- for solo flute
- 05' 00"
|Score (3738k)||Page 2 - 8||© Neville Hall|
|Recording (946k)||0:00-1:00||© Neville Hall|
Much of the surface of this piece inhabits an area on the brink of silence. This is an extremely unsafe area for the performer, because he or she constantly risks losing the sound altogether. It is hoped that the soft dynamic levels focus the listener’s attention on the microscopic shifts in timbre, pitch and loudness that are the central material of the composition. Below the surface, rather than employing an overall unifying structure/process, several processes are active simultaneously, and much of the composition is the result of these processes tearing at each other while competing for priorty. There is an “organic” process of growth, that conditions the placement of events in time, as well as the pitch and timbral relationships between these events. Superimposed on this structure is a spectral analysis of the title of the piece, taken from Ezra Pound’s “Cantos”, which also impacts on the placement of events and their internal shape, effectively “damaging” the underlying organic organisation. The third main layer relates to pitch organisation and is based on an analysis of Edgard Varese’s “Density 21.5”. This layer is of particular importance for the “grace note” figures that abound, figures which exist “outside” the main body of the composition, but give important structural clues relating to both the first and second processes mentioned above. “And, out of nothing, a breathing, hot breath on my ankles” was written for, and is dedicated to Ales Kacjan.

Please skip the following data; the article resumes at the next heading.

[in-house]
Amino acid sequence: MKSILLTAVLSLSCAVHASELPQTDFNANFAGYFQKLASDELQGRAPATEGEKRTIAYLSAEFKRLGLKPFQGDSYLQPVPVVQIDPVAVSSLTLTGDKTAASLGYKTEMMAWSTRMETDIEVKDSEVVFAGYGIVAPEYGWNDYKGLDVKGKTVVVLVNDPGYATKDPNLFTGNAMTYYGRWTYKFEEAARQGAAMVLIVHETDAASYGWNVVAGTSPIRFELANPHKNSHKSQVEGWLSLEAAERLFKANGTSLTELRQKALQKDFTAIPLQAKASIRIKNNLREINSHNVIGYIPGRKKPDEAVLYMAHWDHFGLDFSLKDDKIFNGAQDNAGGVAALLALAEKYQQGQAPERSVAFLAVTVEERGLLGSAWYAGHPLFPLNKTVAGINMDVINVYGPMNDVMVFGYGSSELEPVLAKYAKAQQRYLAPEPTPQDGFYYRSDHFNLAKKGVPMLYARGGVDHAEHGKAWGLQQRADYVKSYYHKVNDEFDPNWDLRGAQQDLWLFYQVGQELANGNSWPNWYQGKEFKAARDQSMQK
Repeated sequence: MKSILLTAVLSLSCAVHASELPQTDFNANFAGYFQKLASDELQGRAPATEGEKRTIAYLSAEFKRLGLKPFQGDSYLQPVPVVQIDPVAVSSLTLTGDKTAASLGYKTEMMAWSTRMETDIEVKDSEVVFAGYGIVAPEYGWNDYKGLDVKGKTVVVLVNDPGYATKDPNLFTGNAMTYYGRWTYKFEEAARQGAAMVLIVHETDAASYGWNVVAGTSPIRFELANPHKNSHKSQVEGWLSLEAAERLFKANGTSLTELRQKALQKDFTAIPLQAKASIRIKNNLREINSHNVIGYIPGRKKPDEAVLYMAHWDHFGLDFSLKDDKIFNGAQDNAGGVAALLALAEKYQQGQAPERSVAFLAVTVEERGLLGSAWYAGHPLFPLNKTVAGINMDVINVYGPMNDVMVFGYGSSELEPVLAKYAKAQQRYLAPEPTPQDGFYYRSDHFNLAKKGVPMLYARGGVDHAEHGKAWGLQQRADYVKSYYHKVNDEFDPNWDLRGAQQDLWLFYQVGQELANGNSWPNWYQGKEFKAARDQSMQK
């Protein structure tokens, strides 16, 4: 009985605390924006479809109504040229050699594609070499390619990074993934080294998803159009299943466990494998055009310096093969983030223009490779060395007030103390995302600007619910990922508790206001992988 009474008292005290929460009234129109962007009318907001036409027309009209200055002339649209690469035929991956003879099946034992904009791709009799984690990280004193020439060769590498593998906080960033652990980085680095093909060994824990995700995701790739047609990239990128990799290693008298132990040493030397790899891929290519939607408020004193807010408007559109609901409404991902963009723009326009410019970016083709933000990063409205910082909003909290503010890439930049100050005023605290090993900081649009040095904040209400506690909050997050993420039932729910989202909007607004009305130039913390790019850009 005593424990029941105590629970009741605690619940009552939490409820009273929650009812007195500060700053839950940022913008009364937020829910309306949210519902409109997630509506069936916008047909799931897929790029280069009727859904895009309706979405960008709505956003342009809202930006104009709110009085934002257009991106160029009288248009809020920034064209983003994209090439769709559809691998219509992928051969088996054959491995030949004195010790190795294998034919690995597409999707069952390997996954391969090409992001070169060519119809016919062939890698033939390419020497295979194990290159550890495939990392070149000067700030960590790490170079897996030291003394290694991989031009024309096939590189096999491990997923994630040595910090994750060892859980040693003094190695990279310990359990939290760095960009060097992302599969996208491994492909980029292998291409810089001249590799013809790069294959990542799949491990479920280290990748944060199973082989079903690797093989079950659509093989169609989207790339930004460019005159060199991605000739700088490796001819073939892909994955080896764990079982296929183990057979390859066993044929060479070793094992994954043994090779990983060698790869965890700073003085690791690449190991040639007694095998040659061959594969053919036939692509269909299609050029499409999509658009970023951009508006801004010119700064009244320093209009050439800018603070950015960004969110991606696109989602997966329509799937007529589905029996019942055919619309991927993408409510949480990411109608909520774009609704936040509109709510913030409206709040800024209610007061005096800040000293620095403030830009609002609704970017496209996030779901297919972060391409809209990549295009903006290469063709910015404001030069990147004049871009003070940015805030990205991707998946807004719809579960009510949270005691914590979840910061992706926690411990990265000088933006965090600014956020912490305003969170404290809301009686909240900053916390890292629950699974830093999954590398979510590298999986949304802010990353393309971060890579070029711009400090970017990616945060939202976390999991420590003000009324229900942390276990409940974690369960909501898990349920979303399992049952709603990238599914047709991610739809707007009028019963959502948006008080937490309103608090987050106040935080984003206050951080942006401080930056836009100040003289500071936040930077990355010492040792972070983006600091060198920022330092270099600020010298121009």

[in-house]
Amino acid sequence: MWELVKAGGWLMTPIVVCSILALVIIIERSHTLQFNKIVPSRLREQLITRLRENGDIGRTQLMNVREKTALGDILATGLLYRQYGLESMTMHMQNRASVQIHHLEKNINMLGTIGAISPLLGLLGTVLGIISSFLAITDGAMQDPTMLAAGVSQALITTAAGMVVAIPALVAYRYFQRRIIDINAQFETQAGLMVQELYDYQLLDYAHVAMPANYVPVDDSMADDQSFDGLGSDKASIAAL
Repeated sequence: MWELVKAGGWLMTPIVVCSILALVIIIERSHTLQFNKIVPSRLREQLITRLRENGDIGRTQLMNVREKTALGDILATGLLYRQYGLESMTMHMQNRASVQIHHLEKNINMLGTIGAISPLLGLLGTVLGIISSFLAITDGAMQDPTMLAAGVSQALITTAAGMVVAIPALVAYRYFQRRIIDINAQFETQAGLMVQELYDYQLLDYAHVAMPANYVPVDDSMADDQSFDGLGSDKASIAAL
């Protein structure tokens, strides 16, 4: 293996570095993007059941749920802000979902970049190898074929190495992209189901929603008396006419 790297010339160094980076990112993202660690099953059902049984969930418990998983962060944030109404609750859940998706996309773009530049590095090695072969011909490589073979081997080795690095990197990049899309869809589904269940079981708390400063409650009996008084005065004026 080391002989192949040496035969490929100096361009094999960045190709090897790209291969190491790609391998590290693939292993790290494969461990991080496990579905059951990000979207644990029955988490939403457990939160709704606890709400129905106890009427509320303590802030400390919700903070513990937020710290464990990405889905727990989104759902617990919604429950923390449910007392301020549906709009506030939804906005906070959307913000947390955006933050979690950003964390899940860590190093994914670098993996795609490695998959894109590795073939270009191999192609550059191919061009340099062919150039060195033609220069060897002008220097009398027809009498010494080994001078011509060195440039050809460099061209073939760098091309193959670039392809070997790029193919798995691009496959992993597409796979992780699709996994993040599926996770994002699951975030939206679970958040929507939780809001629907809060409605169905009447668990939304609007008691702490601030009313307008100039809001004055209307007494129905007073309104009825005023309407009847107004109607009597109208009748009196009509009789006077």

- Written for Ales Kacjan